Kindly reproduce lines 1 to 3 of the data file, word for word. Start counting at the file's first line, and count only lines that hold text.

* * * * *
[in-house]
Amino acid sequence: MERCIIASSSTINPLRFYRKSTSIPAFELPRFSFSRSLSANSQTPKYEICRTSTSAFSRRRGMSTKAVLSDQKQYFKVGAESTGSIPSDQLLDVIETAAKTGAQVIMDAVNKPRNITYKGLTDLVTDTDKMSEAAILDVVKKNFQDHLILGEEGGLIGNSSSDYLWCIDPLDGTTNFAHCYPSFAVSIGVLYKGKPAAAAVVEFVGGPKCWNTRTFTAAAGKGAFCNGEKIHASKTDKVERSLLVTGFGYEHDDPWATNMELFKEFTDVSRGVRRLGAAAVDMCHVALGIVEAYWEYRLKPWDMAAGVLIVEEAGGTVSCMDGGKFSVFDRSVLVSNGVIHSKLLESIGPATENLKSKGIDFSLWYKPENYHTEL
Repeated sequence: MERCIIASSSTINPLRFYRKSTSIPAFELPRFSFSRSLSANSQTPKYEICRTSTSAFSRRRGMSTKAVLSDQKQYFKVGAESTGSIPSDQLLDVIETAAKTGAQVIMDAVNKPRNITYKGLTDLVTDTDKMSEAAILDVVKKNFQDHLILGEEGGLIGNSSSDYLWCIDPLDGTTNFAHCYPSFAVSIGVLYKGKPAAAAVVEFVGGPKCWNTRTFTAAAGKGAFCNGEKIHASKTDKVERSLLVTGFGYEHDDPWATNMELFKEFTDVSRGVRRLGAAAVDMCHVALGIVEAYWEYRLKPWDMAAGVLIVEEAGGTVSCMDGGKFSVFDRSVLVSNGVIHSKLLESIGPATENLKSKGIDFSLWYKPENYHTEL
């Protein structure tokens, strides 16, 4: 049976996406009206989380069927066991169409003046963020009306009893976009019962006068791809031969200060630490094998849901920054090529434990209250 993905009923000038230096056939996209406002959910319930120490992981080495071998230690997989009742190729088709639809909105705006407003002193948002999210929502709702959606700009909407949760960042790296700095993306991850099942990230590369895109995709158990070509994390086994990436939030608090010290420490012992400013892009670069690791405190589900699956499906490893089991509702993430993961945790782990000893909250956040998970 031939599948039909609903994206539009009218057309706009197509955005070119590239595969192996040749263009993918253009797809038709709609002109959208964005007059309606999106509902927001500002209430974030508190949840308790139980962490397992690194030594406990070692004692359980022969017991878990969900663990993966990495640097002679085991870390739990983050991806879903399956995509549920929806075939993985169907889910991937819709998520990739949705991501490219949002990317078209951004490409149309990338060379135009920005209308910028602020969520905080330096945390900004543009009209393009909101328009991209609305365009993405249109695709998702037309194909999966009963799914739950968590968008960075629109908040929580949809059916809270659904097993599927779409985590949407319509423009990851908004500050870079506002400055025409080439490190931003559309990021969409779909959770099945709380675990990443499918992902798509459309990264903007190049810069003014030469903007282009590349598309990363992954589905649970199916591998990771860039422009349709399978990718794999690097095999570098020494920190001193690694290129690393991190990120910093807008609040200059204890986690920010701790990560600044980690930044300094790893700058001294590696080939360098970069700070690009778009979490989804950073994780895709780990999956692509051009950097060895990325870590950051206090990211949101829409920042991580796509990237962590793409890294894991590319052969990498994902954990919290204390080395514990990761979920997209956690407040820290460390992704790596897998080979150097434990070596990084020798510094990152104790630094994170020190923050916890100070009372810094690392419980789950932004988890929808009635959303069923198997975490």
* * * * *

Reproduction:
[in-house]
Amino acid sequence: MERCIIASSSTINPLRFYRKSTSIPAFELPRFSFSRSLSANSQTPKYEICRTSTSAFSRRRGMSTKAVLSDQKQYFKVGAESTGSIPSDQLLDVIETAAKTGAQVIMDAVNKPRNITYKGLTDLVTDTDKMSEAAILDVVKKNFQDHLILGEEGGLIGNSSSDYLWCIDPLDGTTNFAHCYPSFAVSIGVLYKGKPAAAAVVEFVGGPKCWNTRTFTAAAGKGAFCNGEKIHASKTDKVERSLLVTGFGYEHDDPWATNMELFKEFTDVSRGVRRLGAAAVDMCHVALGIVEAYWEYRLKPWDMAAGVLIVEEAGGTVSCMDGGKFSVFDRSVLVSNGVIHSKLLESIGPATENLKSKGIDFSLWYKPENYHTEL
Repeated sequence: MERCIIASSSTINPLRFYRKSTSIPAFELPRFSFSRSLSANSQTPKYEICRTSTSAFSRRRGMSTKAVLSDQKQYFKVGAESTGSIPSDQLLDVIETAAKTGAQVIMDAVNKPRNITYKGLTDLVTDTDKMSEAAILDVVKKNFQDHLILGEEGGLIGNSSSDYLWCIDPLDGTTNFAHCYPSFAVSIGVLYKGKPAAAAVVEFVGGPKCWNTRTFTAAAGKGAFCNGEKIHASKTDKVERSLLVTGFGYEHDDPWATNMELFKEFTDVSRGVRRLGAAAVDMCHVALGIVEAYWEYRLKPWDMAAGVLIVEEAGGTVSCMDGGKFSVFDRSVLVSNGVIHSKLLESIGPATENLKSKGIDFSLWYKPENYHTEL